Thursday, March 15, 2007

The Unspoken Lesbianism in Women's Sports

Poseur will be away for a little while, but he'll be back to give us his insight after the opening rounds of the tournament. I know everyone's looking forward to seeing oodles of basketball today, but I'm going to switch gears just a bit.

With the hoopla surrounding Pokey Chatman's sudden resignation from the head coaching position of the LSU women's basketball team, I have seen numerous references to the "unspoken lesbianism" in women's sports. After doing a lot of thinking about this topic, I have come to the conclusion that it is probably better left unspoken.

Pokey's problems seem to have arisen from an affair with a player, and that's never good, but some people on the various message board have taken this as an opportunity to rail against women's athletics, and let me just say that there are a lot of utter ignoramuses out there. They say that women's athletics is a haven for lesbianism and that, therefore, women's athletics is damaging to society. There is also a lot of blaming of Title IX, which is a topic for another day.

I don't think that it's a big secret that lesbians are overrepresented in women's sports. By which I mean that there is a higher proportion of lesbians in women's athletics than in the women's population at large. Personally, I don't particularly care, and I don't think it's really anyone else's business if a particular athlete is gay. I understand that it is an important factor in team chemistry and in the culture around a team, but I don't think we should be getting regular SportsCenter updates on the sexuality of our athletes. Leave it in the locker room.

It got me thinking about the sexual politics of athletics. Just like it's not a big secret that there are a lot of lesbians in women's sports, it is also not a big secret that is a lot of hyper-masculinity in men's athletics. We know, though we don't often discuss it, that major athletics (college and pro) are filled with groupies, homophobia, promiscuity, even activities that bear a striking resemblance to prostitution. This hyper-masculinity also remains "unspoken", until of course it bubbles up into something the media can't ignore, like the Minnesota Vikings' sex boat incident, the allegations of UMass using prostitutes to recruit Marcus Camby, or the John Amaechi book.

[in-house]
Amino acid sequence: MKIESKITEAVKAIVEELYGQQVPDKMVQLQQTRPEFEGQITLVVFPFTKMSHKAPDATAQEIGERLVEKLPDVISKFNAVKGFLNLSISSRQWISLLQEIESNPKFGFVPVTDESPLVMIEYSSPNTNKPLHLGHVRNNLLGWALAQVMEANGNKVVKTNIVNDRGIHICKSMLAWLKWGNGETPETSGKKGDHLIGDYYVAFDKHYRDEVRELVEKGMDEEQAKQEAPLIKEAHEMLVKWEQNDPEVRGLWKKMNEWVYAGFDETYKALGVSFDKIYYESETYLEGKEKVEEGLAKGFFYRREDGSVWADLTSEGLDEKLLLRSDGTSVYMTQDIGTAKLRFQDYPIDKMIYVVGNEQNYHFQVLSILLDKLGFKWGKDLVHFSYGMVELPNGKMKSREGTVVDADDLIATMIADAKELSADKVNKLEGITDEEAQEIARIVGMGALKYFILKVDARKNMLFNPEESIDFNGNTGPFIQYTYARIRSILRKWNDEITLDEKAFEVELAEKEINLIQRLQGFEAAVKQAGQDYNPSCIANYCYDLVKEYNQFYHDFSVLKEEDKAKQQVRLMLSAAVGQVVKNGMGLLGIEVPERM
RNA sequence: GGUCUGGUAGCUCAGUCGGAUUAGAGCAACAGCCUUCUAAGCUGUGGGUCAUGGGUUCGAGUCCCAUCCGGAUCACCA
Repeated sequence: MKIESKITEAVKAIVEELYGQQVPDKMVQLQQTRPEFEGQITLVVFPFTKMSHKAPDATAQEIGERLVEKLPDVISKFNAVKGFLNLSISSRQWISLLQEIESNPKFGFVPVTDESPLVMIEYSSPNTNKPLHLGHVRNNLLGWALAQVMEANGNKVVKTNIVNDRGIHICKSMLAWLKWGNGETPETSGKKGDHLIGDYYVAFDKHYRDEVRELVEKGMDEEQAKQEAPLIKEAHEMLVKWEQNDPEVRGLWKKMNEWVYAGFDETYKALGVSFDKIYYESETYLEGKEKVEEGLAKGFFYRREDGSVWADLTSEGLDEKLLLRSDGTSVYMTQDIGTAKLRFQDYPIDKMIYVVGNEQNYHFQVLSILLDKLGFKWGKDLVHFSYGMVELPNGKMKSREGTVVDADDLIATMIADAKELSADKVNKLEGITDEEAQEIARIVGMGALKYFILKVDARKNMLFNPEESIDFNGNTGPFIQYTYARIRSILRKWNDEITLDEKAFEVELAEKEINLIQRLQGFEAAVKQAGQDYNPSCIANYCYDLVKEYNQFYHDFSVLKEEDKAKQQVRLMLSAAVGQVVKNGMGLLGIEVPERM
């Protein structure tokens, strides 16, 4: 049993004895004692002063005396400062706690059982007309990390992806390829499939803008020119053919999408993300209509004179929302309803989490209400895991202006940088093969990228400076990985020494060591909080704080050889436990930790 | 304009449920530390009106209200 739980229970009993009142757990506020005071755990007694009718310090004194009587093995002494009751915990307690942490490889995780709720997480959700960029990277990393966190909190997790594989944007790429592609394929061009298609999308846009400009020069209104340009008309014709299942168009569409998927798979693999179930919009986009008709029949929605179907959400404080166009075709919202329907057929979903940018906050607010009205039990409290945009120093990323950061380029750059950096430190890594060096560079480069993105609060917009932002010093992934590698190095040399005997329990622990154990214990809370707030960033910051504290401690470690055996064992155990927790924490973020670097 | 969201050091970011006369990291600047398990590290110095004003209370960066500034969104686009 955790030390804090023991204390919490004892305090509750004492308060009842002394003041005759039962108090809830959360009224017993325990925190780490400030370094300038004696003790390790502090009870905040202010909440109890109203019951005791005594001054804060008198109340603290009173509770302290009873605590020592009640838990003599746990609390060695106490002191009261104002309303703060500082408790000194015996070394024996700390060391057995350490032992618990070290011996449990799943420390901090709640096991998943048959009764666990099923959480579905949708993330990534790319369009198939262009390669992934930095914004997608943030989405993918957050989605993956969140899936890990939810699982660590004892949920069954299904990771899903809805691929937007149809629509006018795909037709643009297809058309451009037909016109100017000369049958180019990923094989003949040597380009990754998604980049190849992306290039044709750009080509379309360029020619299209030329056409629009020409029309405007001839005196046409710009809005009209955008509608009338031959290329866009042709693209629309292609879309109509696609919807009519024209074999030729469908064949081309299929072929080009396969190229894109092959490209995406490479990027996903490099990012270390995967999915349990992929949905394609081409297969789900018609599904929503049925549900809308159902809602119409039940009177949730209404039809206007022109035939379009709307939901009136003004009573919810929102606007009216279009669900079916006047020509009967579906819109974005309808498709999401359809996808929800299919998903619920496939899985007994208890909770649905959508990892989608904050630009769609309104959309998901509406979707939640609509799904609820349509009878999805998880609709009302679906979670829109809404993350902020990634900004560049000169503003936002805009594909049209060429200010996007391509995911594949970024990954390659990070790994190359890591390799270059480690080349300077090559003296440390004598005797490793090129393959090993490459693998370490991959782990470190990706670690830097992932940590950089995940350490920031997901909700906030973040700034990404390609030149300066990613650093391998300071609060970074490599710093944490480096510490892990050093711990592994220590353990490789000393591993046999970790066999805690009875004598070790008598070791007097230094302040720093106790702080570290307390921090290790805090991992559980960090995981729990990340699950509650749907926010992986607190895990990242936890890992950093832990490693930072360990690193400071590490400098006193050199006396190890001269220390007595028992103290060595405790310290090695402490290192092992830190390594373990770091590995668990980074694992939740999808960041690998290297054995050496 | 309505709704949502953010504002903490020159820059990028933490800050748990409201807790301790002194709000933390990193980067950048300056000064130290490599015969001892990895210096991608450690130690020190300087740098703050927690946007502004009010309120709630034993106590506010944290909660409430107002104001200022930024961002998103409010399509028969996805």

Compared to the problems with sexuality in men's athletics, I think it's not terribly important or even interesting to learn that there are a lot of lesbians playing women's sports. In wake of Pokey Chatman's resignation, I have heard many reports that certain teams are known as "gay teams" while others are "straight teams", though no one seems to know exactly which teams are which. Allegedly, straight players are not particularly welcome on gay teams and vice-versa. I don't know if any of that is true, but I'm perfectly willing to accept that a group of 18 to 22 year olds can be particularly cliquish and intolerant of differences.

With all this in mind, I think we should just leave female athletes' sex lives alone. I also wonder why some people find this topic so very important. Yes, there are some things that are totally unacceptable, like a relationship between a coach and a current player or incidents of sexual harassment (which seems to be completely tolerated in the world of men's athletics). Beyond that, I don't see where it matters if a player is having a relationship with another player or if a coach is having a relationship with a former player, regardless of the genders involved.

1 comment:

Jason said...

In general I agree with you. I don't care to know who is homosexual, and it's not as though homosexuality changes a player or coach's performance. I don't see an advantage to such information being open. Perhaps there is a disadvantage if a player, homophobic or otherwise uncomfortable with things like showering with a homosexual teammate, feels an aversion to joining a team with these sorts of open secrets. Anyway, I don't care much. I don't follow sports to know who is sleeping with whom.

My one point of disagreement is with players on the same team being sexually or romantically involved with one another. This can screw up team chemistry, and if I were a coach, I would not allow it (provided I had the power). It can lead to favoritism, or the appearance of favoritism. Lots of relationships end ugly, so it can lead to hard feelings following a break up. My old high school team had an issue like this on the girls' soccer team, and it really hurt team morale.